The Politics of Priority Setting in Health: A Political Economy Perspective - Working Paper 414
Katharina Hauck ()
No 414, Working Papers from Center for Global Development
Many health improving interventions in low-income countries are extremely good value for money. So why has it often proven difficult to obtain political backing for highly cost-effective interventions such as vaccinations, treatments against diarrhoeal disease in children, and preventive policies such as improved access to clean water, or policies curtailing tobacco consumption? We use economic models of public choice, supported by examples, to explain how powerful interests groups, politicians or bureaucrats who pursue their own objectives, or voting and institutional arrangements in countries have shaped health priority setting. We show that it may be perfectly rational for policy makers to accommodate these constraints in their decisions, even if it implies departing from welfare maximizing solutions.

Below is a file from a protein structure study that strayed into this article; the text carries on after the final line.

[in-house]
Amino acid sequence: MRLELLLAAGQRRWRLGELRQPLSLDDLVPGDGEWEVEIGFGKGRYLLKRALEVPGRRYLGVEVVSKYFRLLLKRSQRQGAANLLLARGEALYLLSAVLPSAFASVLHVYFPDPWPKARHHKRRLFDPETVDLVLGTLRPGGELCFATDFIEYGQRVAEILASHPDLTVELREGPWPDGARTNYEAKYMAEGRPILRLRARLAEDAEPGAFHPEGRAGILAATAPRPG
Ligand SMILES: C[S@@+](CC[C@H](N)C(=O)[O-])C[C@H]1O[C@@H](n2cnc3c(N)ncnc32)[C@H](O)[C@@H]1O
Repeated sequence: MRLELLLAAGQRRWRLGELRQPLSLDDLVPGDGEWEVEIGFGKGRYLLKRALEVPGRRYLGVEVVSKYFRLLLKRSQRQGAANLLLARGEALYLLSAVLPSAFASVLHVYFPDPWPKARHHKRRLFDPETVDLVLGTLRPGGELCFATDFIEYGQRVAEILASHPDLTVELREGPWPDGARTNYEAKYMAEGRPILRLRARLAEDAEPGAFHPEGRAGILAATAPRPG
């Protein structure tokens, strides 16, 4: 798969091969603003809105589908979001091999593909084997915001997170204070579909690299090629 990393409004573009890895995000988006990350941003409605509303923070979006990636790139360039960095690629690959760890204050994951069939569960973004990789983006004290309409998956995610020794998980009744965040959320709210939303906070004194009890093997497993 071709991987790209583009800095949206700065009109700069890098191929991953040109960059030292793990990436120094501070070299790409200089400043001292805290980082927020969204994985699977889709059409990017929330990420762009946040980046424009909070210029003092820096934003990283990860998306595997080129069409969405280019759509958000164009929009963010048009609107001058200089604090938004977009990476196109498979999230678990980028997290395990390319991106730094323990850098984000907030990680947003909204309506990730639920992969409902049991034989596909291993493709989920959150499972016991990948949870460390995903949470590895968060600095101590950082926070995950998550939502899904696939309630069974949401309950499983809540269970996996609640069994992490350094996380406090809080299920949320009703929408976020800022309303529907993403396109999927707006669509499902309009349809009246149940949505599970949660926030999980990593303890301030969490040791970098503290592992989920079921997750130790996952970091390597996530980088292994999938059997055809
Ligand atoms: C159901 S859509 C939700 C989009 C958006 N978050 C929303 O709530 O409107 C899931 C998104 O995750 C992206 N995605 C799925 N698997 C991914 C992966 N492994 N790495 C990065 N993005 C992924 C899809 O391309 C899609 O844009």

Keywords: health; priority setting; politics; vaccinations (search for similar items in EconPapers)
JEL-codes: I18 H51 D72 D61 (search for similar items in EconPapers)
Pages: 33 pages
New Economics Papers: this item is included in nep-hea and nep-pol
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Persistent link: https://EconPapers.repec.org/RePEc:cgd:wpaper:414
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